FAO Food Price Index Highest Since 2014
The Food and Agriculture Organization (FAO) of the United Nations releases the FAO Food Price Index (FFPI) each month. The FFPI is calculated as the trade-weighted average of the prices of food commodities spanning the key agricultural markets for cereals, vegetable oils, sugar, meat, and dairy products. The FFPI for April 2021 is the highest the FFPI has been since 2014.
For April 2021, the FFPI averaged 120.9 points, 2 points higher than March 2021 and 28.4 points higher than April 2020. The increase marked the 11th consecutive monthly rise in the value of the FFPI. The April rise was led by strong increases in the prices of sugar, followed by oils, meat, dairy, and cereals.
The FAO Dairy Price Index averaged 118.9 points in April, up 1.4 points from March, rising for the 11th consecutive month and lifting the index 24.1% above its value a year ago. In April, butter quotations rose, supported by solid import demand from Asia, although weaker internal demand in Europe. Skim milk powder prices increased due to high import demand from East Asia, induced partly by concerns over potential shipping delays from Europe and Oceania. Cheese prices also increased due to high demand from Asia, and lower-than-expected production in Europe, and seasonally declining supplies from Oceania. By contrast, quotations for whole milk powder declined slightly, reflecting lower import demand for the available supplies following significantly high volumes traded recently.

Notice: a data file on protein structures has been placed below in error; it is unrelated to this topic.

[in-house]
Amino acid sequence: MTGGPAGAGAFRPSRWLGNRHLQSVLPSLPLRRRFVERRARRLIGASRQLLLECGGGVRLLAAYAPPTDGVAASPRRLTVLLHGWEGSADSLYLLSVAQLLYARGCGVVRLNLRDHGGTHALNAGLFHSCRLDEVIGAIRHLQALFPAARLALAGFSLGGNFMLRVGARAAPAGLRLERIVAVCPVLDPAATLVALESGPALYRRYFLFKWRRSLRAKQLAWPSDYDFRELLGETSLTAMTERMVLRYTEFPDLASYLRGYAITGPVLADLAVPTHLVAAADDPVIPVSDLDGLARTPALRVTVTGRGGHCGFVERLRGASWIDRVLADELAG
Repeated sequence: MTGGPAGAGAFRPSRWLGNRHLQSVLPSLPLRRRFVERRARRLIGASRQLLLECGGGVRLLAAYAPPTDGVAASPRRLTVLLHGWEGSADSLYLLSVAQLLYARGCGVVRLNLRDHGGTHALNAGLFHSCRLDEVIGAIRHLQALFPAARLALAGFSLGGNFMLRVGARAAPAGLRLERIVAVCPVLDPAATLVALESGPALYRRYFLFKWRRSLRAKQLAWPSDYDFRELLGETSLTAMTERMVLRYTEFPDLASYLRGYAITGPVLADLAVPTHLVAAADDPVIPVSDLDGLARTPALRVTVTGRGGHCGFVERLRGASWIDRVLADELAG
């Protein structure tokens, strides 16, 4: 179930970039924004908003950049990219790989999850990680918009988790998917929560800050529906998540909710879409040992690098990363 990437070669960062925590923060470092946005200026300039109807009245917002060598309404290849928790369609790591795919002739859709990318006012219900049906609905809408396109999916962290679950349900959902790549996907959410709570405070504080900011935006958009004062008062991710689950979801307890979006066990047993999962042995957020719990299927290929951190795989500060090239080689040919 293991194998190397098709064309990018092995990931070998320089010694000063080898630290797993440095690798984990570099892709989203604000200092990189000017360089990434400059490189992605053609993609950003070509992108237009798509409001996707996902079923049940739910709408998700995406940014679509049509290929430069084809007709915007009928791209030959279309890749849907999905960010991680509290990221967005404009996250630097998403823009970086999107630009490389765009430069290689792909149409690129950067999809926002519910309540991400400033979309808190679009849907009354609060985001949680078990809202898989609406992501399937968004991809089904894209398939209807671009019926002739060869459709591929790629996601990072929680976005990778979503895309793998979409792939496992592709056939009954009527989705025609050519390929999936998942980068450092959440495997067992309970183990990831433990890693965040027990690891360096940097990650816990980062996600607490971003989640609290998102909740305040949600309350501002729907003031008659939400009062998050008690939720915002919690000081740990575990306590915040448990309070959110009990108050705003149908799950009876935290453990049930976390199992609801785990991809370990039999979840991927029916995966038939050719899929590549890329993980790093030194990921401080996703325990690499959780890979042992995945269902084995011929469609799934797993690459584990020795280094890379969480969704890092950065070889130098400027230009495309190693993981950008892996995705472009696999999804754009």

The FAO Meat Price Index averaged 101.8 points in April, up 1.7 points from the slightly revised value for March, marking a 7th consecutive monthly increase and raising the index by 5.1% above the corresponding month last year. In April, bovine and ovine meat quotations rose, supported by solid demand from East Asia, amidst tight supplies from Oceania due to ongoing herd rebuilding and low inventories. Elevated internal sales in some producing regions also supported bovine and ovine meat prices. Pig meat quotations had continued high purchases by East Asia despite increased overall shipments from the European Union, while Germany continued with no access to the Chinese market over African swine fever concerns. Meanwhile, poultry meat prices remained steady, reflecting generally balanced global markets.